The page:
Friday Reading List: Education News From Around The South


Alabama Democrats say they’ll introduce legislation next week to repeal the controversial Accountability Act (Montgomery Advertiser).

An Alabama lawmaker is calling for the National Guard in state schools (Montgomery Advertiser).

An Alabama community activist hopes to raise $75 million to fund efforts to fight high school dropout rates (

Alabama’s Montgomery school system is looking to close offices and borrow money to pay for improvements (


Georgia will be implementing a new grading system for schools and districts (Atlanta Journal-Constitution).


Louisiana’s higher education commissioner says Governor Jindal’s budget would create problems with cash flow and leave colleges with unstable financing (Associated Press via The Republic).

New Orleans College Preparatory Academies are looking for federal dollars to help pay for after school programs (The Lens).


Mississippi lawmakers have passed several education reform measures backed by state governor; charter school legislation is on the way for his signature (Northeast Mississippi Daily Journal); the house and senate have passed a bill that leaves the option to arm teachers open (Sun Herald); lawmakers and the governor have emailed press statements addressing their decisions as the session closes (Jackson Free Press; Y’all Politics).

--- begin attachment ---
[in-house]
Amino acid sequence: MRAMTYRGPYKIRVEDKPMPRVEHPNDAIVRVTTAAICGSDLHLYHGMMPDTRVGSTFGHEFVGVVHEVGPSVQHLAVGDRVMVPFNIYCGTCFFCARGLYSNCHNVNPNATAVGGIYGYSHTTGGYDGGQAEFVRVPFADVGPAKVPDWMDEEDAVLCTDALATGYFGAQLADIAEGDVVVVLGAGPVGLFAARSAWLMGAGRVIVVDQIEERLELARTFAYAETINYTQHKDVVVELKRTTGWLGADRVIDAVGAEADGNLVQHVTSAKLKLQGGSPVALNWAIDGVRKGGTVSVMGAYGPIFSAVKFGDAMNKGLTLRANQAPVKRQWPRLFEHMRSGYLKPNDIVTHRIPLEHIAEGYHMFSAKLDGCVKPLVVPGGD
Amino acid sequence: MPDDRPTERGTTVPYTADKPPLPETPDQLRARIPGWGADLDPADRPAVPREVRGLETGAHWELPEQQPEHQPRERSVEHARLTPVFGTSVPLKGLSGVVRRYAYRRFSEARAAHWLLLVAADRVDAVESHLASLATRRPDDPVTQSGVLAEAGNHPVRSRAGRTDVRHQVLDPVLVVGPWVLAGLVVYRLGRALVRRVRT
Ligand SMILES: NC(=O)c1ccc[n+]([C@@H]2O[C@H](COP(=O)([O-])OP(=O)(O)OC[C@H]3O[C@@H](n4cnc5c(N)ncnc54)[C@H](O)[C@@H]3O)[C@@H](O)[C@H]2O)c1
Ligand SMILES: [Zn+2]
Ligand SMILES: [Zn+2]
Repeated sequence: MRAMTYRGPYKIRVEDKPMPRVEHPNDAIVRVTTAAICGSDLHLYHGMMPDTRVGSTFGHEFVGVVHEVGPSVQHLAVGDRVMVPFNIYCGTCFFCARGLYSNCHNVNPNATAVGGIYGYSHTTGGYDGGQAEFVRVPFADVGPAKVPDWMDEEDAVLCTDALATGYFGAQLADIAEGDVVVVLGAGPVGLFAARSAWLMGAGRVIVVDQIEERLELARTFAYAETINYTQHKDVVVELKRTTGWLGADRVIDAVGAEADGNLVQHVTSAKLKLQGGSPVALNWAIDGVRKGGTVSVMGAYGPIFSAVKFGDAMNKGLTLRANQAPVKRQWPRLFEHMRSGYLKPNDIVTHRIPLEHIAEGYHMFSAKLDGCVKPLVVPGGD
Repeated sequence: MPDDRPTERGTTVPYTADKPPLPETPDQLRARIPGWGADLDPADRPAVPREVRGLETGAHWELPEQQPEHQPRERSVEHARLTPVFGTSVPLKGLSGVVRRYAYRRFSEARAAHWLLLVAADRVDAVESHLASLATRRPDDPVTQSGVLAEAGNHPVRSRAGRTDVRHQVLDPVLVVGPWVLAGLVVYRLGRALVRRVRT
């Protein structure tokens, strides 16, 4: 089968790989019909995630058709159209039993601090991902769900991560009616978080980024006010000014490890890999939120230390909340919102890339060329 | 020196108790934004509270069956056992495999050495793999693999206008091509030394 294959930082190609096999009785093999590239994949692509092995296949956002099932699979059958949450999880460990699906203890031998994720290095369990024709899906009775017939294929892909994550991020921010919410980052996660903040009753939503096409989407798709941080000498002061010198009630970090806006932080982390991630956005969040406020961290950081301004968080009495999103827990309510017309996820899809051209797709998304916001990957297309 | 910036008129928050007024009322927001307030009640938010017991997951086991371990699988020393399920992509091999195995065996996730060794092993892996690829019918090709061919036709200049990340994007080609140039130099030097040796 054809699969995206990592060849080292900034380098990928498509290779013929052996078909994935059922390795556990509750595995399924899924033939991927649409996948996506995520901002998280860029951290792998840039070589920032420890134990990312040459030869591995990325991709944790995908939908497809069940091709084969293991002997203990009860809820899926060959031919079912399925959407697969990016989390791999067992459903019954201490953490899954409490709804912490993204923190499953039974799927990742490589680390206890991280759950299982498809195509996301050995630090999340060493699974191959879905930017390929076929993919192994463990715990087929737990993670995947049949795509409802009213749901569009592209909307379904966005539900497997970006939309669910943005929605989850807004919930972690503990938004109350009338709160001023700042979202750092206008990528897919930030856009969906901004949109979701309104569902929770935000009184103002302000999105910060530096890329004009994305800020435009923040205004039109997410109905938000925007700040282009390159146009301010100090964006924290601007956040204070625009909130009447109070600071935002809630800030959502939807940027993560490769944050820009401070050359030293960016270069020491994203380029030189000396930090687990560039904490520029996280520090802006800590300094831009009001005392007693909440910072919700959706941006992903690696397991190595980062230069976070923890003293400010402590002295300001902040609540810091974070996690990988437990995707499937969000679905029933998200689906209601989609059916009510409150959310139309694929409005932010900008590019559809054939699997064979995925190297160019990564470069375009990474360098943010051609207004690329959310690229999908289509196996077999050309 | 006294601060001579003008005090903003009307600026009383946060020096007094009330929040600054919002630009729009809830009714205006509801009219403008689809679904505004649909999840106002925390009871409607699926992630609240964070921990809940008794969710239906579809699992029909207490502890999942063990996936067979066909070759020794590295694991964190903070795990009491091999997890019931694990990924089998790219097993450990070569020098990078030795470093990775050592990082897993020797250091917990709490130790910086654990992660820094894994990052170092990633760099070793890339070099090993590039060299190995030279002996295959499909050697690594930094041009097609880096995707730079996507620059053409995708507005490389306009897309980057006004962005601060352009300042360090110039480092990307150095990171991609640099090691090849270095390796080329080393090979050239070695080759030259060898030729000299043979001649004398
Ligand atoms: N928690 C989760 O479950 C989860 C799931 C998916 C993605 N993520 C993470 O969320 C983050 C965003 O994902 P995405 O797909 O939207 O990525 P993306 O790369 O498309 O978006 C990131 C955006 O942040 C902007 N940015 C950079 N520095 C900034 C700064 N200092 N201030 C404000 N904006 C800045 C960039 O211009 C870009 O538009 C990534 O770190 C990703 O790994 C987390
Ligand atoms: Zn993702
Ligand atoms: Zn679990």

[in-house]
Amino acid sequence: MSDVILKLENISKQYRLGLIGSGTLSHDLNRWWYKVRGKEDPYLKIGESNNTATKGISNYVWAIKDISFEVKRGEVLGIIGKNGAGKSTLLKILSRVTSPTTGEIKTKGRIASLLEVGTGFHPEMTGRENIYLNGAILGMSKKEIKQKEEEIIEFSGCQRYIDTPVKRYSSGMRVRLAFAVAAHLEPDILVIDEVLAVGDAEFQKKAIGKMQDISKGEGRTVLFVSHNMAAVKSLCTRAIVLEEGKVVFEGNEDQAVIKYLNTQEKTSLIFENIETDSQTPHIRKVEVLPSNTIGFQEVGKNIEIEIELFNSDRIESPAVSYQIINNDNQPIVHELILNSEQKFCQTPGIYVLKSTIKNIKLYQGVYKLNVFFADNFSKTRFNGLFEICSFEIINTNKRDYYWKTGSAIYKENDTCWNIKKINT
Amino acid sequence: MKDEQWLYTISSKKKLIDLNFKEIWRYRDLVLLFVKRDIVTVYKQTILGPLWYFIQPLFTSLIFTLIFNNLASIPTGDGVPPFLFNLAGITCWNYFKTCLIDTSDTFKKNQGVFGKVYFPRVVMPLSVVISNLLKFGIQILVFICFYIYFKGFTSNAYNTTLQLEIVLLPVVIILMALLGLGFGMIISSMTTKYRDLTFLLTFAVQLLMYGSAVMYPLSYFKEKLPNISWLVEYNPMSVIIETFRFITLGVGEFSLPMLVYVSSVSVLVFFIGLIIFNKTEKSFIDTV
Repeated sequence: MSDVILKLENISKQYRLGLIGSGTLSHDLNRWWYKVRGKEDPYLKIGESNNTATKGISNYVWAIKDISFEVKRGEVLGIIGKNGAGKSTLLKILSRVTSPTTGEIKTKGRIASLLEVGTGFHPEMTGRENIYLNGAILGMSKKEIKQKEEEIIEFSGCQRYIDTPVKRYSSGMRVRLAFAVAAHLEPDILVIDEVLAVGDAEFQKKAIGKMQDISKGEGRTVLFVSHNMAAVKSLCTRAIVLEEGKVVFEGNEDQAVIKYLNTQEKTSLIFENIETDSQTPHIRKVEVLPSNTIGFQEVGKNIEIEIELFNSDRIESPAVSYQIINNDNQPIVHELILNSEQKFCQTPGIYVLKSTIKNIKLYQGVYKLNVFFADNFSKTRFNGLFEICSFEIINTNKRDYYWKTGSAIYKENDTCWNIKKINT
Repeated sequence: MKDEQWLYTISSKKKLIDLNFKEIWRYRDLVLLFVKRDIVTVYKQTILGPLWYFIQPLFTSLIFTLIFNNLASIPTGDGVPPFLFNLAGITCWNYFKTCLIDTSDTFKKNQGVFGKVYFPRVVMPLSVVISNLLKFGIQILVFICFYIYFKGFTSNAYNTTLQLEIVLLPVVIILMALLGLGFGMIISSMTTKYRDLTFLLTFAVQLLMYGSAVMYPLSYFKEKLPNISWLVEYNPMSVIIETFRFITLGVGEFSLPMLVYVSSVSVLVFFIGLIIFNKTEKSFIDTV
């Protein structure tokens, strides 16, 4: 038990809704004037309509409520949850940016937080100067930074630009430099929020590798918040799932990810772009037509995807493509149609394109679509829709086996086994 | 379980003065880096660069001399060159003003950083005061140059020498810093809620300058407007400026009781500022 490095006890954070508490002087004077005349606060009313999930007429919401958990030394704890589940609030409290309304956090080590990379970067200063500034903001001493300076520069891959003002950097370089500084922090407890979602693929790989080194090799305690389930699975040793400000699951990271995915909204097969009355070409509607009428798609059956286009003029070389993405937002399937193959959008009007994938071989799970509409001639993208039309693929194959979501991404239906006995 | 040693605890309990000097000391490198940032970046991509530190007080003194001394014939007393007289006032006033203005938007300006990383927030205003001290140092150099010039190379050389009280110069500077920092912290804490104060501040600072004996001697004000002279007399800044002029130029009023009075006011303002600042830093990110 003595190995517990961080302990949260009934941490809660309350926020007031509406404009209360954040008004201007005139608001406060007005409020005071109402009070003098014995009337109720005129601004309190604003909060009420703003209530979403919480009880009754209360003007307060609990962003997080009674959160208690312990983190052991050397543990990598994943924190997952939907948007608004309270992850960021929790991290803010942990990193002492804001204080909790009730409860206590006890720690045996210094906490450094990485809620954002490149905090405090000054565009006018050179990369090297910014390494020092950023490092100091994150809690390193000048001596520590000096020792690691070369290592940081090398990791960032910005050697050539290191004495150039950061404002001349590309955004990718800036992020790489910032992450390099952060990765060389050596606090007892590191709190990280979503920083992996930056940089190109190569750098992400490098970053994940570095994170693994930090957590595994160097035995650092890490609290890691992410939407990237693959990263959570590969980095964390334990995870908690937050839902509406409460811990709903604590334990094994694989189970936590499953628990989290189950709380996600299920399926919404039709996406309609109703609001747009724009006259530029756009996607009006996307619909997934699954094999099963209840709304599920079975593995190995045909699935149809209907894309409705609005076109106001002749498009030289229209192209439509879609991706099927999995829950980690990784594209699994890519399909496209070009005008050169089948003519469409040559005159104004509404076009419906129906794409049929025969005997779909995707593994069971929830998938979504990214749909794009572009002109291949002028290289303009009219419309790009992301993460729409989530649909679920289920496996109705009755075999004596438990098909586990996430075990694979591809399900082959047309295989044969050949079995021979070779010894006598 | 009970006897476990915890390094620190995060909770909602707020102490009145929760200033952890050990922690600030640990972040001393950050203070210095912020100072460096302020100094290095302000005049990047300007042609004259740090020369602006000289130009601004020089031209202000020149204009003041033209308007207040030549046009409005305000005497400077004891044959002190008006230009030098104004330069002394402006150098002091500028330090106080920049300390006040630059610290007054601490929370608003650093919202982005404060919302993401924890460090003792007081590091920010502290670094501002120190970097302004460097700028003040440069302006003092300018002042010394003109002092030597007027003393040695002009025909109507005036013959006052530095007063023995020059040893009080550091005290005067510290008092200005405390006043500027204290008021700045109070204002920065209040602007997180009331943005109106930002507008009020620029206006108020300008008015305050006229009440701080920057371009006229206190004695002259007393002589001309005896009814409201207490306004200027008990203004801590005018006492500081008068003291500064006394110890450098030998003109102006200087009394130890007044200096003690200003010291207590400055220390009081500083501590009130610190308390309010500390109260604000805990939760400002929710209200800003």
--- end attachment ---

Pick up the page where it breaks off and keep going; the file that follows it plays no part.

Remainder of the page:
Mississippi’s Senate Education Committee has blocked a candidate from the state school board amid questions surrounding his decision to homeschool his children (Associated Press via Houston Chronicle).

A University of Mississippi panel has decided the male winner of a campus-wide popularity contest will no longer be called “Colonel Reb” (Jackson Free Press).


A Tennessee bill that would allow voters to use student IDs to vote has been withdrawn in the Senate (Memphis Commercial Appeal).

Tennessee Senate Speaker Ron Ramsey says any statewide voucher plan is likely dead this session (WPLN).

Tennessee Governor Bill Haslam is looking into a partnership with an online university to bbuild degree earners in the state (Nashville Ledger).

An amended version of a “guns in schools” bill has passed two Tennessee legislative committees (WKRN).


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